WASHINGTON — President Obama signed an executive order Wednesday giving the Treasury Department new powers to impose sanctions against entities that carry out or benefit from cyberattacks against U.S. "critical infrastructure," including the financial sector.

"Cyber threats pose one of the most serious economic and national security challenges to the United States, and my Administration is pursuing a comprehensive strategy to confront them," Obama said. "This Executive Order offers a targeted tool for countering the most significant cyber threats that we face."

The order, which follows a series of other initiatives undertaken by the White House to fight cyber-attacks, lays out a potentially sweeping scope of possible threats that could spur sanctions. Individuals or entities that are shown to "engage in significant malicious cyber-enabled activities that are reasonably likely to result in, or have materially contributed to, a significant threat to the national security, foreign policy or economic health or financial stability" could be subject to penalties such as freezing of assets or denial of entry into the U.S. sanctions.

For an attack to be severe enough to spur the new sanctions, it has to harm or severely compromise the function of "critical infrastructure sectors." Those include finance, energy, transportation or water treatment facilities. The sanctions can also be triggered for activities that disrupting services of entities that support a critical infrastructure sector. An attack that causes a "significant disruption" to computer networks or that causes the "significant misappropriation of funds or economic resources" would also potentially qualify for sanctions.

Michael Daniel, a special assistant to the president and cybersecurity coordinator, said the executive order was meant to be broad enough to include a wide variety of attacks but also to set the bar high enough that sanctions would not be applied haphazardly.

"We want to have this tool as a deterrent to those that would consider carrying out some of these activities," Daniel said in a briefing for reporters. "It's both targeted, in the sense that it has to be very significant and meet those four harms, but it's also very broad in that those harms cut across a wide swath of activity."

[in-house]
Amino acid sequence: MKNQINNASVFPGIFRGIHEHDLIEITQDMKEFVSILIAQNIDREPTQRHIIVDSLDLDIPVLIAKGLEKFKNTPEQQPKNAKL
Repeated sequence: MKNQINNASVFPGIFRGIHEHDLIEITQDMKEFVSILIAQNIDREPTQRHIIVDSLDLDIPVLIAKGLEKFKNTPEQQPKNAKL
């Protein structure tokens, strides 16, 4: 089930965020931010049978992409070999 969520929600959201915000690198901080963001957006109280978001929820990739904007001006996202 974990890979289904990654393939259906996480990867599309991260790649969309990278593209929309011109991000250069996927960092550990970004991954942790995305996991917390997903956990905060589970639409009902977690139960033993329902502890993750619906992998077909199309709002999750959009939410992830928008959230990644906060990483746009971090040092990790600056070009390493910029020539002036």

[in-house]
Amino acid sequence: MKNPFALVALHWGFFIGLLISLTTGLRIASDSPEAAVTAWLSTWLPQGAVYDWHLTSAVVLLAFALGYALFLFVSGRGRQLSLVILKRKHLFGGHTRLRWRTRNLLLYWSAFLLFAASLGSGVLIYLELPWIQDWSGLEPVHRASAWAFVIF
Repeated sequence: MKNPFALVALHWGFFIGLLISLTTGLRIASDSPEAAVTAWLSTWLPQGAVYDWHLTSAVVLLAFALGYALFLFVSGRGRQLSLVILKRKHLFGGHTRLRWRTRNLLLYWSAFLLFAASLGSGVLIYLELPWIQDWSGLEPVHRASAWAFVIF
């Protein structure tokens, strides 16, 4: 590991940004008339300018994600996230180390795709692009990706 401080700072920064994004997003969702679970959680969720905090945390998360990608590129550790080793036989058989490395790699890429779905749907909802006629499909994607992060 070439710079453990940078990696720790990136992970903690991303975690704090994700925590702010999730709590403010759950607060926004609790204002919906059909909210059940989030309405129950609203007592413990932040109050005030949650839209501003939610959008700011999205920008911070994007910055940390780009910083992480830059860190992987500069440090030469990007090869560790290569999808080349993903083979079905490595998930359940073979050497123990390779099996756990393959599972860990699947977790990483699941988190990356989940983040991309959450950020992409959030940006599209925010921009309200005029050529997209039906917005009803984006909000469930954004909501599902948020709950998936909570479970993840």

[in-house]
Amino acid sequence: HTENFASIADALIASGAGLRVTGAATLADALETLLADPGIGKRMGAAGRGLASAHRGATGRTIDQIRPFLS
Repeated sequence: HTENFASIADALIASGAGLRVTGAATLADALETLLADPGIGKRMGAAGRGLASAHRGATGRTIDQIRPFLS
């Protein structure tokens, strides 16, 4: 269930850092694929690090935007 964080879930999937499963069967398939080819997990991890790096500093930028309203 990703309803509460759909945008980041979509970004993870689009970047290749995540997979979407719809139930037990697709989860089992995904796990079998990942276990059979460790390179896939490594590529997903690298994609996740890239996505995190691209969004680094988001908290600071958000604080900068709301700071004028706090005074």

Daniel said the sanctions "fill a gap" that previously made it challenging to pressure groups located in countries with lax cybersecurity enforcement or governments that are complicit in cyber-attacks themselves. Yet he declined to name specific examples of threats subject to the sanctions and said the administration is not presently targeting any individuals for penalties under the executive order.

Yet he signaled that attacks on banks and the financial sector would qualify as significant enough to warrant the new sanctions.

"Something that has the potential to cause widespread disruption to our financial sector, something that would meet the significance test for the financial stability of the United States, if we can make the case … we would consider using this tool," Daniel said.

The order comes as cybersecurity takes on an increasingly prominent role as financial stability issue, spurring banks and government officials to develop better solutions for preventing attacks or limiting their damage.

The White House announcement followed a set of earlier measures announced by the administration this year, including support for cybersecurity legislation and creation of a new agency to facilitating the sharing of information about new threats. The House Permanent Select Committee on Intelligence last week passed a bill that would ease private companies' ability to share information on data breaches.

In a statement, American Bankers Association chief executive Frank Keating said Wednesday's order "sends a strong signal to cybercriminals and foreign entities that America is committed to fighting this increasing threat."

"U.S. businesses are committed to working with the government to help protect our critical infrastructure and the economic security of our country," Keating said.

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